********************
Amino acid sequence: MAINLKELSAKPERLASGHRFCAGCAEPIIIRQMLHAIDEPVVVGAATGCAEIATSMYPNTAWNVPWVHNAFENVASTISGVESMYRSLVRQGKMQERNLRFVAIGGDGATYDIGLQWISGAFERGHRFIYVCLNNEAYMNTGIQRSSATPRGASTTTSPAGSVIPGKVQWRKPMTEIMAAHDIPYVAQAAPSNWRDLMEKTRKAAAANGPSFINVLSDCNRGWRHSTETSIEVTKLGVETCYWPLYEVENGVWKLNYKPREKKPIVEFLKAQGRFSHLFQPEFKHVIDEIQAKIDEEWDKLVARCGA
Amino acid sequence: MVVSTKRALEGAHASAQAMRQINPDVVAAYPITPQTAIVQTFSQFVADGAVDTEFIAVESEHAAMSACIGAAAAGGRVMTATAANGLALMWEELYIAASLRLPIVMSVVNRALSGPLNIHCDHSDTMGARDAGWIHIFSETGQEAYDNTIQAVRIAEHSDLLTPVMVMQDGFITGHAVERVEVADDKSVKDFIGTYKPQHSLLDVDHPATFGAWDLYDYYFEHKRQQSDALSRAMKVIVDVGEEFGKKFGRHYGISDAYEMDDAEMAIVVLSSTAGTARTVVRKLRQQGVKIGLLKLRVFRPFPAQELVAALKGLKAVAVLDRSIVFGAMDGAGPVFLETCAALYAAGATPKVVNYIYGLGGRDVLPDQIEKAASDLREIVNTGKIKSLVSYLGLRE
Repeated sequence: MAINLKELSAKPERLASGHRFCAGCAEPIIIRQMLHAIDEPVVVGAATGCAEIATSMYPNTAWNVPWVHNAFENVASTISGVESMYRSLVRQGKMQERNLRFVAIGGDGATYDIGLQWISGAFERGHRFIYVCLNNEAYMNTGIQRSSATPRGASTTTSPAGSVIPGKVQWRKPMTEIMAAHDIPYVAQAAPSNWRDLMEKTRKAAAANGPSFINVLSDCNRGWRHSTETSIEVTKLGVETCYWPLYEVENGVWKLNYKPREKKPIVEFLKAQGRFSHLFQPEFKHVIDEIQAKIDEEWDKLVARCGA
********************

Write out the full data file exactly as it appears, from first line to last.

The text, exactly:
Amino acid sequence: MAINLKELSAKPERLASGHRFCAGCAEPIIIRQMLHAIDEPVVVGAATGCAEIATSMYPNTAWNVPWVHNAFENVASTISGVESMYRSLVRQGKMQERNLRFVAIGGDGATYDIGLQWISGAFERGHRFIYVCLNNEAYMNTGIQRSSATPRGASTTTSPAGSVIPGKVQWRKPMTEIMAAHDIPYVAQAAPSNWRDLMEKTRKAAAANGPSFINVLSDCNRGWRHSTETSIEVTKLGVETCYWPLYEVENGVWKLNYKPREKKPIVEFLKAQGRFSHLFQPEFKHVIDEIQAKIDEEWDKLVARCGA
Amino acid sequence: MVVSTKRALEGAHASAQAMRQINPDVVAAYPITPQTAIVQTFSQFVADGAVDTEFIAVESEHAAMSACIGAAAAGGRVMTATAANGLALMWEELYIAASLRLPIVMSVVNRALSGPLNIHCDHSDTMGARDAGWIHIFSETGQEAYDNTIQAVRIAEHSDLLTPVMVMQDGFITGHAVERVEVADDKSVKDFIGTYKPQHSLLDVDHPATFGAWDLYDYYFEHKRQQSDALSRAMKVIVDVGEEFGKKFGRHYGISDAYEMDDAEMAIVVLSSTAGTARTVVRKLRQQGVKIGLLKLRVFRPFPAQELVAALKGLKAVAVLDRSIVFGAMDGAGPVFLETCAALYAAGATPKVVNYIYGLGGRDVLPDQIEKAASDLREIVNTGKIKSLVSYLGLRE
Repeated sequence: MAINLKELSAKPERLASGHRFCAGCAEPIIIRQMLHAIDEPVVVGAATGCAEIATSMYPNTAWNVPWVHNAFENVASTISGVESMYRSLVRQGKMQERNLRFVAIGGDGATYDIGLQWISGAFERGHRFIYVCLNNEAYMNTGIQRSSATPRGASTTTSPAGSVIPGKVQWRKPMTEIMAAHDIPYVAQAAPSNWRDLMEKTRKAAAANGPSFINVLSDCNRGWRHSTETSIEVTKLGVETCYWPLYEVENGVWKLNYKPREKKPIVEFLKAQGRFSHLFQPEFKHVIDEIQAKIDEEWDKLVARCGA